An Uneasy Partnership

Jody A. Roberts reviews Kelly Moore’s Disrupting Science: Social Movements, American Scientists, and the Politics of the Military.

By Jody A. Roberts | June 2, 2016

Kelly Moore. Disrupting Science: Social Movements, American Scientists, and the Politics of the Military, 1945–1975. Princeton, NJ: Princeton University Press, 2008. 328 pp. $35.00 cloth.

In June 1948, 35 scientists and engineers met at Haverford College, to plan a new organization. The group, eventually known as the Society for Social Responsibility in Science (SSRS), was intended to support individual scientists who were struggling to reconcile their moral convictions with their scientific work in post–World War II America. The war was over, owing in large measure to the power of a new network of government, the military, and university scientists that announced itself with gruesome force in August 1945. In the wake of these events scientists were mired in soul searching. Just how closely ought science to be wedded to the military?

Disrupting Science explores a pivotal moment in U.S. history (1945–1975) through the eyes of scientists struggling through political, moral, and scientific turmoil. Moore focuses on three cases to illustrate the escalating unease that characterized the U.S. mood from immediately after World War II to the height of the Vietnam War, as well as the scientists’ diverse approaches to addressing this turmoil.

Drawing on Quaker principles of individual revelation, members of the SSRS advocated for individual scientists’ taking responsibility for the consequences of their research. Through workshops, conferences, and newsletters, members of the SSRS attempted to construct, and to demonstrate, the strength of the network of like-minded scientists engaged in these individual acts of resistance.

Unlike the SSRS, the Committee for Nuclear Information (CNI) focused on the responsibility that science had in promoting sound reasoning in political decision making. CNI joined scientists (most famously Barry Commoner) from Washington University with local citizens to confront what they saw as political spin on the safety of nuclear-weapons testing. Through such projects as strontium analysis of baby teeth, CNI both involved citizens in their work (baby teeth were sent in from around the country) and informed participants of the information gleaned from these studies. CNI believed that scientists could be conduits for public understanding of and involvement in scientific research. Unlike SSRS, CNI’s members attempted to directly engage with local citizens who would in turn use scientific knowledge to influence research and policy to the promotion of a democratic society.

But by the late 1960s many scientists were frustrated by the lack of progress in confronting the growing relationship between “big science” and the military. These scientists, mostly students, opted instead for direct (often political) interventions, both within the scientific establishment and in public demonstrations. They directly confronted senior scientists in charge of large military projects, disrupted scientific meetings (such as the American Association for the Advancement of Science), and conducted campus protests (ranging from teach-ins to research stoppages).

In each of these cases a central question persists: what is the proper relationship between the establishments of science and the military? This question leads to others about science’s role in politics, whether it can be employed morally, and how scientists should use their scientific expertise. As a consequence, in part, of the massive political and military engagement of scientific research during World War II, scientists in the mid-20th century had new authority in political and social matters, especially as the products of science (like nuclear weapons) became matters of public concern. As Moore concludes, scientists mistakenly thought that this new situation necessitated a new role for them as producers and communicators of facts. They soon learned, however, that they were not nearly as important as the science that they produced. Science, minus the scientists, has become a ubiquitous feature of politics. Perhaps this is one reason that some of the direct-action groups, such as the Union of Concerned Scientists (started at MIT in 1969), continue to operate to this day. Eliminating politics from science, it would seem, is no easy task, and it is still unclear just how science, politics, and morality ought to coexist.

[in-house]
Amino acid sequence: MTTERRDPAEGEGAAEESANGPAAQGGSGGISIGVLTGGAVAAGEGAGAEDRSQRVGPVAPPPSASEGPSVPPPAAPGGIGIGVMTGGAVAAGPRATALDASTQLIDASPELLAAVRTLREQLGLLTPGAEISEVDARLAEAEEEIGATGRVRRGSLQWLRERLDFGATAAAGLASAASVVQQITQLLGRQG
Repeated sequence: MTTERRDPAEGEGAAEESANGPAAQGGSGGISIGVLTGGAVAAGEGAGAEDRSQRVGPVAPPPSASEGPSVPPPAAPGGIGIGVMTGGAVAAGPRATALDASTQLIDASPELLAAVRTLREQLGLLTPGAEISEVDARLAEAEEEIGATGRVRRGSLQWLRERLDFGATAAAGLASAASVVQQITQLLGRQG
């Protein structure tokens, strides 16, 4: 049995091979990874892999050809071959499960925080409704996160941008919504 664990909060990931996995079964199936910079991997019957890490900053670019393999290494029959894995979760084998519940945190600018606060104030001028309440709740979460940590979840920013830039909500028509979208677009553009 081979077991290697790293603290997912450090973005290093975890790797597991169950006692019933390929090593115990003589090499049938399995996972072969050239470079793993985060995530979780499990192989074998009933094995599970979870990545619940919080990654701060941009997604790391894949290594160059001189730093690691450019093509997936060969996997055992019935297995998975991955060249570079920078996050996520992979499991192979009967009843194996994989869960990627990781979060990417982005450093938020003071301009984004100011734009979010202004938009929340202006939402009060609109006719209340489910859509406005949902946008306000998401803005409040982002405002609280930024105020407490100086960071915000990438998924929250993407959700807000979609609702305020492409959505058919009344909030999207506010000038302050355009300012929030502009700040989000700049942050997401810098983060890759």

Despite the obvious links between Moore’s historical account and our current scientific-political landscape, it is hard to link Moore’s story with her conclusion that today’s wildlife ecology, green chemistry, and immunology are heirs to the midcentury period of intellectual, political, and moral strife (p. 213). Moore rightly wants to end on a positive note. But in her attempt to historicize the present moment, she has created some connections that don’t seem to fit. Where her story stops, campuses across the country are in turmoil, students are taking over buildings, and debates are taking place about the future of relationships between science and the military and the moral duties of scientists. The reader is left in suspense: what will the future look like? What happens next? We now live in a time when the students of the students of those under investigation during the McCarthy era are in their prime, setting the course for research. But, we should wonder, how has that collective experience shaped the way scientists voice their opinions, conduct their research, and seek funding? What is the continuing legacy of the Cold War? What is the missing history that links the days of moral and political engagement in the scientific community with a future that accommodates the creations of both sustainability science and military research on campus?